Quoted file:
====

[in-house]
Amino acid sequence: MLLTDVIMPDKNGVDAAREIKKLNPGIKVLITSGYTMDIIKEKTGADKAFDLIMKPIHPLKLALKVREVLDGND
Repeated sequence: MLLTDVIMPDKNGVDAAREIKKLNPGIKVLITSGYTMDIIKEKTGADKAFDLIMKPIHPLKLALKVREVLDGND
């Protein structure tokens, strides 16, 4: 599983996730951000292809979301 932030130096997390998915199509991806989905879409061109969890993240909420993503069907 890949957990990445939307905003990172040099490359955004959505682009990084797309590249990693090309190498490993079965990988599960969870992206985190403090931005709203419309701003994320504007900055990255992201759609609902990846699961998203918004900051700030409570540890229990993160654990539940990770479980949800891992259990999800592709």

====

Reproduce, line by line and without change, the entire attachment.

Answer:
[in-house]
Amino acid sequence: MLLTDVIMPDKNGVDAAREIKKLNPGIKVLITSGYTMDIIKEKTGADKAFDLIMKPIHPLKLALKVREVLDGND
Repeated sequence: MLLTDVIMPDKNGVDAAREIKKLNPGIKVLITSGYTMDIIKEKTGADKAFDLIMKPIHPLKLALKVREVLDGND
């Protein structure tokens, strides 16, 4: 599983996730951000292809979301 932030130096997390998915199509991806989905879409061109969890993240909420993503069907 890949957990990445939307905003990172040099490359955004959505682009990084797309590249990693090309190498490993079965990988599960969870992206985190403090931005709203419309701003994320504007900055990255992201759609609902990846699961998203918004900051700030409570540890229990993160654990539940990770479980949800891992259990999800592709």